Using data science applied to plant and animal records at natural history museums, UO graduate student Jordan Rodriguez is finding new ways to study the evolution of key proteins.
As an undergraduate, Rodriguez embarked on a research project looking at the biases and limitations of biodiversity records from natural history collections and databases like iNaturalist. That work led to a recent publication in Nature Ecology and Evolution.
Now she’s a graduate student in biology professor Andrew Kern’s lab at the UO, using machine learning approaches to trace the evolution of protein diversity.
“I realized the statistical power of working with big data, but my first research experience really set the stage for understanding the hidden pitfalls of data,” Rodriguez said.
Having millions of data points can be extremely useful, she said, but only if you understand the data’s limitations.
Rodriguez’s path to computational research started in the Ruth O’Brien Herbarium at Texas A&M University-Corpus Christi, where she helped digitize a collection of plant specimens. Alongside biologist Barnabus Daru, now a professor at Stanford University, Rodriguez began exploring the coverage gaps in different types of natural history data.
“We have access to an abundance of data out there on what species are living where,” Rodriguez said, from legacy museum collections to field observations captured in online databases. “But something we’d started to observe was that in areas typically known as biodiversity hotspots, like the Amazon rainforest, there seemed to be a mismatch between what the data was telling us and what biology was telling us.”
Most natural history records fall into one of two categories. Vouchered records are physical specimens, like those seen in museum and herbarium collections. Observational records are records of a sighting without a physical specimen to back it up.
Thanks to the rise of smartphone apps like iNaturalist and eBird, there’s been an explosion of observational records in recent years. With those tools, anyone — scientist or not — can snap a picture of a plant, insect or bird and document the sighting in a public database.
Rodriguez and Daru looked at more than a billion records and analyzed how the vouchered and observational datasets varied across different groups like plants, birds and butterflies.
The different collection methods “lead to these interesting differences in how separate data sets represent global biodiversity,” Rodriguez said.
Both vouchered and observational data had gaps in coverage, Rodriguez and Daru report in their paper. Both kinds of data sets were more likely to report species in easy-to-access areas: near roadsides, near airports, at lower elevations.
And they were both biased towards certain types of species. People are more likely to capture a picture of a plant with a showy flower than the grass right next to it, Rodriguez said.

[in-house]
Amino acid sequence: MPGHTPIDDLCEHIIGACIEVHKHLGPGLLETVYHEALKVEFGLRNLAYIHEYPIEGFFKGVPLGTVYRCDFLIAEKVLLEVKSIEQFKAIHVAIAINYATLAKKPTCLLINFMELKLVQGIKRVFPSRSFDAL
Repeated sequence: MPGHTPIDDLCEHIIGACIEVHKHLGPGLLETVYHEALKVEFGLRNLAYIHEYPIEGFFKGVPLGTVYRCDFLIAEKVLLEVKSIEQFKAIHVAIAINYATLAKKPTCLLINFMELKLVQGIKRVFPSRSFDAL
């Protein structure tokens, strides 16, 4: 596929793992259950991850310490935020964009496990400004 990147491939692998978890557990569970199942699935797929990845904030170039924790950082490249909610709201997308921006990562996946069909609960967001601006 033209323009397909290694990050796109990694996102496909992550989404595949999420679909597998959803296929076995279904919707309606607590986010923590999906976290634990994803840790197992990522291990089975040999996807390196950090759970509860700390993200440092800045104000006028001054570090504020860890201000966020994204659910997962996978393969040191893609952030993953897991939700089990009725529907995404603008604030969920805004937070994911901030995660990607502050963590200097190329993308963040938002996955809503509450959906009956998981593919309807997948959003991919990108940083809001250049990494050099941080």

But the coverage gaps were greater for observational records, perhaps because vouchered records are often collected more deliberately by researchers on field collection trips. Vouchered records also had richer representation across time, with more balance across years and seasons. Citizen scientists are more likely to be snapping pictures of serendipitous wildlife observations on a warm sunny day than in the winter, Rodriguez noted.
Despite those drawbacks, observational records still have a place, she said. They’re particularly useful for animals and endangered plant species, where it’s advantageous to record a sighting without killing anything. And because they are easier to collect, scientists can access a much greater number of data points. Observational and vouchered records “are working in concert,” Rodriguez said.
Rodriguez hopes that her work will encourage scientists to think about the limitations of the data set they’re using and account for possible bias in their results. Her recently published research points to specific ways those biases show up in natural history data sets of various plant and animal groups. But the lessons carry into other data-focused fields.
Now at the UO, Rodriguez is shifting away from natural history research and instead focusing on population genetics, also using a big data approach.
The undergraduate research project “gave me experience with methods and tools development in bioinformatics, working with billions of data points and trying to understand the statistics,” she said. As a graduate student, “I knew I wanted to stay in a computationally focused lab.”
She’s recently joined Kern’s lab, a computational biology research group that’s part of the UO Data Science Initiative and the College of Arts and Sciences. There, she’s begun an exploratory project applying artificial intelligence to biological data, to disentangle the evolution of the full set of proteins in humans, chimps, mice and rhesus monkeys.
Using machine learning tools similar to the technology behind ChatGPT, she hopes to understand more about the rate at which proteins are evolving in those animals.
“So much potential lies at the intersection of machine learning and evolutionary questions,” Rodriguez said.
Scientists have a wealth of genetic sequence data, and deep learning models might be able to uncover new insights from it. While such approaches take particular skill in handling and understanding data, she noted, “this is the future of evolutionary research.”
—By Laurel Hamers, University Communications
—Top photo: Jordan Rodriguez